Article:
Vocal cord masses include:
Types of Vocal Masses
Vocal masses may vary such as:
- Nodules are thick growths on the vocal folds that are similar to calluses. Often the result of vocally abusive behaviors, nodules typically cause changes to the voice that include hoarseness, breathiness, loss of range and vocal fatigue. Most performers are very concerned or fearful of a diagnosis of “singer’s nodules.” But this is not really an accurate term. They are more frequently caused by voice abuse that occurs during speaking than by abuse while using the singing voice. Nodules are superficial lesions of the vocal folds and are almost always treated without surgical intervention. Voice therapy is the primary modality of treatment and is curative in most patients, even if the nodules have existed for years. Accurate diagnosis is very difficult without laryngeal stroboscopy and video recording instrumentation. Vocal fold cysts and nodules are commonly confused with or misdiagnosed as other types of vocal cord lesions, but they need to be treated very differently. Therefore, it is important that they are properly evaluated by an experienced laryngologist. Most nodules, and many other benign vocal fold lesions, are not career-threatening problems when diagnosed and treated appropriately.
- Polyps occur in the middle of the vocal fold, and are usually caused by severe vocal trauma, such as yelling loudly, chronic voice abuse, vocal cord hemorrhage or chronic cough. These benign masses are typically unilateral, meaning they occur on only one vocal fold. Usually superficial, they may resolve with conservative therapy but often require surgery. If left untreated, polyps can produce a callus-like or reactive contact injury on the opposite vocal fold. This can result in misdiagnosis as nodules if not properly evaluated with laryngeal stroboscopy.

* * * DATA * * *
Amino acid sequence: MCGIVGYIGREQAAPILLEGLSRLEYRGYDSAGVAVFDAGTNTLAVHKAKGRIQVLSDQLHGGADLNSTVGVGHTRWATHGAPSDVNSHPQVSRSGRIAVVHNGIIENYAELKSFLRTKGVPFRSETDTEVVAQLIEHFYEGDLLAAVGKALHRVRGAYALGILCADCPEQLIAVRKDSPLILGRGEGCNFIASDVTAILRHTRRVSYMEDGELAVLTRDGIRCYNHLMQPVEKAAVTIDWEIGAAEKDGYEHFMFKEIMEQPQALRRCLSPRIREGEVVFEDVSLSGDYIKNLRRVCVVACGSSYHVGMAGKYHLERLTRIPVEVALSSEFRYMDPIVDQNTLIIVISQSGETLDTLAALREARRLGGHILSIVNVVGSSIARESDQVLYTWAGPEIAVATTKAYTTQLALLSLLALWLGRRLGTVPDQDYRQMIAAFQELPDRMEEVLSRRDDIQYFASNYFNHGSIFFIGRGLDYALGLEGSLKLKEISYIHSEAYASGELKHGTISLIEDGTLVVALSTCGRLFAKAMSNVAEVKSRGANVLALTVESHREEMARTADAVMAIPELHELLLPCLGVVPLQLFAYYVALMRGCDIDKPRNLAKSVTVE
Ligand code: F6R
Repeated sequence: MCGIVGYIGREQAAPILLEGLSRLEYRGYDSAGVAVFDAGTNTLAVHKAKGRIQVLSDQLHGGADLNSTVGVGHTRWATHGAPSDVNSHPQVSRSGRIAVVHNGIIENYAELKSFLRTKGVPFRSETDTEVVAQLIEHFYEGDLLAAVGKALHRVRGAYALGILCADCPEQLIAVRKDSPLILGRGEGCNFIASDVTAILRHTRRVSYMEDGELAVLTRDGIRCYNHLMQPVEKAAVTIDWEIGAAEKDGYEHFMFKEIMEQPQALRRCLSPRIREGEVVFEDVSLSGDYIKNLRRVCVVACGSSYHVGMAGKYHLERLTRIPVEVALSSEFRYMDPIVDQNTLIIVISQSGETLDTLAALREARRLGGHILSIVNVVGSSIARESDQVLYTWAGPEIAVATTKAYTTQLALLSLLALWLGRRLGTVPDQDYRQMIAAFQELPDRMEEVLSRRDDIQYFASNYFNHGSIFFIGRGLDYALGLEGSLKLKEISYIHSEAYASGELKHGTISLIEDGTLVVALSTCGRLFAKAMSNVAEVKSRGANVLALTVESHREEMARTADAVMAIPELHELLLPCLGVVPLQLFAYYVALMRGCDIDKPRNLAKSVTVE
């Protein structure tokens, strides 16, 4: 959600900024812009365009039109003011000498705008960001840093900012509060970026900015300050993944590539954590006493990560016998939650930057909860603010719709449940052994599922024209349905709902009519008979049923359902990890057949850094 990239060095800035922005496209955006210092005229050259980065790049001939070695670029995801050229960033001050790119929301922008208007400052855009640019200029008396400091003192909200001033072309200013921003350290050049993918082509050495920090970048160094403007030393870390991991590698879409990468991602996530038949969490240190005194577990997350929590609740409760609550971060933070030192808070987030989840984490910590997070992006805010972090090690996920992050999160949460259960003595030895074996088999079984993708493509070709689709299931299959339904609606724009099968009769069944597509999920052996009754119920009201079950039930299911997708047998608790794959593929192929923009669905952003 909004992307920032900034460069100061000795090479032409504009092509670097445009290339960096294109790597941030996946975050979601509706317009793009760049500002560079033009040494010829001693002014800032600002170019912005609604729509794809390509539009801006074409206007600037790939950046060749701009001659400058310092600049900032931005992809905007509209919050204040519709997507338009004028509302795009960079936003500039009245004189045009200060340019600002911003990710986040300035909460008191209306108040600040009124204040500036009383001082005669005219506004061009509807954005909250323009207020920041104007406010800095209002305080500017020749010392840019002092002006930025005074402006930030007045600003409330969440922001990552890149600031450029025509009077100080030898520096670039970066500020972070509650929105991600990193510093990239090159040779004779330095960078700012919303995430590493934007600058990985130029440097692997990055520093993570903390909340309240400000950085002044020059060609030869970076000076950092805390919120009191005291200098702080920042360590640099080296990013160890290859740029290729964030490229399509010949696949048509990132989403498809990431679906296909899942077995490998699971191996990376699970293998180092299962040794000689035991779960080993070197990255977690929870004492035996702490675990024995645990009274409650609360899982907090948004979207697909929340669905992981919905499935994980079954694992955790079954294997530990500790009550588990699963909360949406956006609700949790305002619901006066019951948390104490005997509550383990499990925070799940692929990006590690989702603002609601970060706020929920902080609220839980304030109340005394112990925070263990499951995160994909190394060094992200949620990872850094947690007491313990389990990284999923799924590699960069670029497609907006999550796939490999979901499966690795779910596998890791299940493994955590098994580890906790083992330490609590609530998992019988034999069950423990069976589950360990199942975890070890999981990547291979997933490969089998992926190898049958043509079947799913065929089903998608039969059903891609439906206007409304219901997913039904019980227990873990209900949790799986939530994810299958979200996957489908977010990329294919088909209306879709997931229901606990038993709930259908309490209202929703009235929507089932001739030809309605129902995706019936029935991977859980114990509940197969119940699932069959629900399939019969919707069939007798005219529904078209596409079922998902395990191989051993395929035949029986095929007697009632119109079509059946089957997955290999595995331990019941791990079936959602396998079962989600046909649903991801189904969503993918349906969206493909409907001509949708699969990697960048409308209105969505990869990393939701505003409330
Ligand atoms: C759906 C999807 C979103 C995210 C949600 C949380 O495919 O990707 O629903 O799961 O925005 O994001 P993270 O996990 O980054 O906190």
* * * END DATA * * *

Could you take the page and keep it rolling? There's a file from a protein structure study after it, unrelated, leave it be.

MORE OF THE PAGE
- Cysts and Pseudocysts:
- Cysts are benign, fluid-filled masses that may form on the vocal folds, and are usually non-cancerous. They occur as a result of severe vocal trauma, such as yelling loudly, chronic voice abuse, vocal cord hemorrhage or chronic cough. Pseudocysts, or retention cysts, are superficial lesions filled with mucus. True epithelial lined cysts are often deeper lesions filled with caseous material. Cysts are typically removed utilizing suspension microlaryngoscopy with a microflap excision technique, although voice therapy may be sufficient for some patients.
- Vascular Lesions:
- Vascular lesions are abnormalities of blood vessels that result in a mass on the vocal fold and/or hemorrhage into the vocal fold that results in hoarseness, inflammation, polyp or scarring. The treatment of vascular lesions of the vocal fold may include voice therapy, medication, laser photoablation and/or microlaryngeal surgery, depending upon the condition.
- Papilloma, or Recurrent Respiratory Papillomatosis (RRP), is a typically benign tumor of epithelial tissue within the larynx, trachea or throat caused by human papilloma virus (HPV). Papillomas can cause hoarseness and may grow in size to eventually block the airway, leading to a potentially life threatening obstruction. Certain high-risk subtypes of papilloma may also develop into cancer. These tumors can affect patients of all ages, and are usually recurrent. Papilloma is typically treated with laser photoablation, microlaryngeal surgery or intralaryngeal injection with cidofovir.